Regarding space needs specifically, Keyser says, “I think you’re going to see a lot less of the 8–5; you’re going to see more flex work. People are still going to need space — they’re still going to need offices, they’re going to need retail centers, they’re still going to need warehouses and manufacturing facilities. But I think that how they think about density, how they think about spacing, and at some level cleanliness — all that changes.”
“Likely, the answer will be a mixed bag of work-from-home, staggered schedules and compressed work weeks as well as satellite offices to accommodate employees located in the suburbs,” says Darby. “We have seen companies that have decided they are going to be 100 percent work-from-home and others that are deciding how they are going to piece together what combination will work best based on what type of business they conduct and how important it is for the employees to be in the office.”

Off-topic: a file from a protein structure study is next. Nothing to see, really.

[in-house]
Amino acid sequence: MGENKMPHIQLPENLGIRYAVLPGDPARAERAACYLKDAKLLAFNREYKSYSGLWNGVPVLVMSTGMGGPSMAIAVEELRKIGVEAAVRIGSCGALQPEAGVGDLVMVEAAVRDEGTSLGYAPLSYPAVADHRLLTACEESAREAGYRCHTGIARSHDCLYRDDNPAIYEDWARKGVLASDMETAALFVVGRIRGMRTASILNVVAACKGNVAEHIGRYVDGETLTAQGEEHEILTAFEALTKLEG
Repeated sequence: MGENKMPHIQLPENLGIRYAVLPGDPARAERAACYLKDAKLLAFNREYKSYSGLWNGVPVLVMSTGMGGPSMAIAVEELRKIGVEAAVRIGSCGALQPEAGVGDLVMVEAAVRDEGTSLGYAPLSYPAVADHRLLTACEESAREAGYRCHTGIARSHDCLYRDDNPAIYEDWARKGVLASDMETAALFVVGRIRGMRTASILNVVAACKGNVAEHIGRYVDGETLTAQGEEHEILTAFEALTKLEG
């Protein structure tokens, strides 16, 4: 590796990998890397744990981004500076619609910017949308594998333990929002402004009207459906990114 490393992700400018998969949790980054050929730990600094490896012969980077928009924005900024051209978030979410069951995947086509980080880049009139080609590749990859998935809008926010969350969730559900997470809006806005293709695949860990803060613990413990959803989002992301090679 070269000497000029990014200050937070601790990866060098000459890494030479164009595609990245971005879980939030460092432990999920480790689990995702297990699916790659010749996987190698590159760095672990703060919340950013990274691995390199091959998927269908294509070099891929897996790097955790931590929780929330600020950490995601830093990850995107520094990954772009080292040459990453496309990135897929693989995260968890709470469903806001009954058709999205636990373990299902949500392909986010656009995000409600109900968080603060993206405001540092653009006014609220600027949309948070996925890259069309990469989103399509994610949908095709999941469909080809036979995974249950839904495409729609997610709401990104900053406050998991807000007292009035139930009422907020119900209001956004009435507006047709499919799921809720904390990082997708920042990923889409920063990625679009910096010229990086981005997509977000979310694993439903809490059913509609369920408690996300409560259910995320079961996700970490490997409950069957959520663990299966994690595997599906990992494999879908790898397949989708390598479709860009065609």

Are the trends going to be geographic or more broad-based? “We don’t know the answer yet,” Coppola says. “There was a huge trend for 20 years to the suburbs, and there was a huge trend over the last five years as the millennials came into the marketplace of going back to the urban core. And that’s the question: Are we going to see the trend continue to go back to the urban core or back to the suburbs? Nobody knows.”
CRE Is a Business Sector, Too
The CRE firms are also businesses in their own right. Relationships built on expertise remains the foundation of their business, with both elements valued even stronger as the clients they serve reel from the pandemic’s disruption. So how is the pandemic affecting their operations? Their responses also give further insight into the market’s equilibrium.